Last August workers at the Lonmin Marikana clashed with governmental security forces. Commentators and labor advocates framed the clash and labor unrest at the mine as a dispute over wages. Yet, this conclusion is only partial correct. In a post dated August 29, 1012 I suggested workers were more frustrated with the government’s failure to improve their lives than they were with low wages. Eventually the workers returned to work, though with slightly higher wages. In my opinion the country’s economy has not progressed since Apartheid due to continual labor unrest.
Once again the miners are engaging in wild-cat strikes. Apparently the killing of a labor activist sparked the newest round of strikes at the precious metals mines. Weeks after the killing it is still not clear if the shooting was related to some labor dispute. What is clear is that the rivalry between the more militant AMCU and the government friendly NUM is fueling labor unrest. Militant union officials have promised President Jacob Zuma that they will bring the country to a standstill if their demands are not
General elections will be held in 2014. At the ballots the people will either approve of the job that the ANC is doing or not. Consequently President Zuma is making every effort to resolve the labor disputes in advance of the elections. On national TV the President has warned that the labor dispute at the mines is dragging down the economy. He pleaded with the militant miners to be patient and allow his policies time to right the economy. Each day more union leaders demand that the mines and the industry that they support be nationalized so that the average worker can receive greater compensation for his labor. In my opinion nationalization is not the solution. South Africa Airways was nationalized, and it struggles to stay aloft.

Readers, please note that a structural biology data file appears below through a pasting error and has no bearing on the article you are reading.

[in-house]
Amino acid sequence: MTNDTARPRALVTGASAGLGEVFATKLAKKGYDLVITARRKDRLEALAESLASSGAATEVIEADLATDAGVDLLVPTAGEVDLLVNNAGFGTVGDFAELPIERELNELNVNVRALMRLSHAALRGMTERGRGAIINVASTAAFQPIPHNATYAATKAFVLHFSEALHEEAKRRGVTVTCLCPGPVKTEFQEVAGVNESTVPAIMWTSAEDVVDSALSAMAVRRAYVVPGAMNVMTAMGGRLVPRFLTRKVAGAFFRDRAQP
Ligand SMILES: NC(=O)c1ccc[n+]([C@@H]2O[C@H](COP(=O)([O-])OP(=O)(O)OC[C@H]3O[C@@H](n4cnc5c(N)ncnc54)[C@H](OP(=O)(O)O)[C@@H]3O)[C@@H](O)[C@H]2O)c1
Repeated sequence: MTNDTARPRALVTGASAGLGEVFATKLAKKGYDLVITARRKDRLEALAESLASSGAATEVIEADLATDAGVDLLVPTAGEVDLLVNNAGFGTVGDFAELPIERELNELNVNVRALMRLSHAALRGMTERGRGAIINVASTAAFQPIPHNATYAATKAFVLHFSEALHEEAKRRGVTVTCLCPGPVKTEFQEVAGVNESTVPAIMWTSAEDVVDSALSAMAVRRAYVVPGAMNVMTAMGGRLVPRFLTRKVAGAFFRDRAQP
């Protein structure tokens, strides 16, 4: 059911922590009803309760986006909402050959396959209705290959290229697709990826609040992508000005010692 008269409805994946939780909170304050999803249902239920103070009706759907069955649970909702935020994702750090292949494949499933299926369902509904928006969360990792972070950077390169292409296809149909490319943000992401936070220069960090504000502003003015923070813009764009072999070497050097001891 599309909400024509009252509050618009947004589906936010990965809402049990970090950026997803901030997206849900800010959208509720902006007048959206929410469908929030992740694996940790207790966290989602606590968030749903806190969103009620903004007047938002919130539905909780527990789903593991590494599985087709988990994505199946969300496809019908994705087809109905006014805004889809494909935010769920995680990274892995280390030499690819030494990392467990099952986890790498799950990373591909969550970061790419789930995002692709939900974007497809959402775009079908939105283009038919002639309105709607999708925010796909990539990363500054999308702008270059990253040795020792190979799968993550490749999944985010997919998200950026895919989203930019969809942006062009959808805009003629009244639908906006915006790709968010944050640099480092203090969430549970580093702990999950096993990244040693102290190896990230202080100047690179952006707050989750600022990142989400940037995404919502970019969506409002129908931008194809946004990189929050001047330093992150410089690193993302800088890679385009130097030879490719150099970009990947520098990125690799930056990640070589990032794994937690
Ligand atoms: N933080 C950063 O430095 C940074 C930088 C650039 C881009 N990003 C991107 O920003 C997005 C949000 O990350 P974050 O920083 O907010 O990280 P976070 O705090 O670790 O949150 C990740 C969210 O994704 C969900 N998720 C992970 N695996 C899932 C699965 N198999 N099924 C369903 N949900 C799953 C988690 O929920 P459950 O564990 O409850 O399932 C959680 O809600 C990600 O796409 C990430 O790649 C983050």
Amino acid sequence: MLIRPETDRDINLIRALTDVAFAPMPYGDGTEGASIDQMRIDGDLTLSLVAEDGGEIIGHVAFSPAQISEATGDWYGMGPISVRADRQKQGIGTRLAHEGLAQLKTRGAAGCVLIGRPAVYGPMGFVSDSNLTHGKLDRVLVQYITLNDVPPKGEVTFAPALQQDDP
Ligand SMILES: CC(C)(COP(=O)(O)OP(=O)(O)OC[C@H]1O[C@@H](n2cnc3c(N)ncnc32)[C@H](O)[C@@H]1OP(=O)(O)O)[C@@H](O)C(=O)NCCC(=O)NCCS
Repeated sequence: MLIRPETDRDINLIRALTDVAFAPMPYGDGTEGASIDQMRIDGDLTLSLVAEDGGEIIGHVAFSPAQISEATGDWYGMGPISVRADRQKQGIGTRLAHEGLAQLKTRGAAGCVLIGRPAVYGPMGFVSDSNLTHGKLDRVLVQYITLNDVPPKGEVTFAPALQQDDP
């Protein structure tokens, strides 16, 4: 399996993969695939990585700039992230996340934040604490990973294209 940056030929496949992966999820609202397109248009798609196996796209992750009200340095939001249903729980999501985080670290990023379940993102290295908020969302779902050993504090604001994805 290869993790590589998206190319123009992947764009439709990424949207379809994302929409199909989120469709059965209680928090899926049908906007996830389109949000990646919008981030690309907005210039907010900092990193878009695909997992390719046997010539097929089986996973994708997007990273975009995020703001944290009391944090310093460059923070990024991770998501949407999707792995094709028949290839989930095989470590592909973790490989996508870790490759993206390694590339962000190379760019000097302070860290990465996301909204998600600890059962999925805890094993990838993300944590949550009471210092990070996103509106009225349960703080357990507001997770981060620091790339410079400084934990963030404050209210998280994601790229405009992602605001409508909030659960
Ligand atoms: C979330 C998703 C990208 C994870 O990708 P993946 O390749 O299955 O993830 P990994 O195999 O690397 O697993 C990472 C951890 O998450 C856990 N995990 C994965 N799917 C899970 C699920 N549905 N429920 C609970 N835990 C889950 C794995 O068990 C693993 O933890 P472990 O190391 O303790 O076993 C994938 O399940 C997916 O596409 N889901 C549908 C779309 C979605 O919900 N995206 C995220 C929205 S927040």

In my opinion time has run out for President Zuma and the ANC party. The miners’ wild-cat strikes hurt more the privately owned mining companies than the government. It is true that the labor unrest causes international investors to park their money in more stable economies. Yet, the international community believes that the S.A.’s economic policies and practices have only added to the country’s woes. This line of thought is expanded on in a News24 piece, entitled South Africa We Have a Problem:”
“The South African economy is bleeding. It is not simply the mining instability or looming strike season which are responsible for the drop in the rand, which is down to the lowest level in 5 years. It is becoming clearer that the rest of the world sees President Jacob Zuma more as a figurehead and a buffoon than a leader who has the interests of the country at heart, and the tumbling rand is clear evidence of that”
After two decades of setting and implementing governmental policy the ANC party has failed improve the average South African’s station in life. I believe that the prolonged labor unrest is a direct result of worker frustration with years of having to endure economic hardships. It is understandable that miners (and other workers) want a better life for themselves and their families. At least the miners have jobs. There are legions of the chronically unemployed who will no longer bide their time in expectation of better days. The time has come for South Africans to choose an alternative to ANC party. The average person in the street must consider if not the ANC than which party should govern. Where S.A. goes from here is the question that many South Africans are afraid to consider.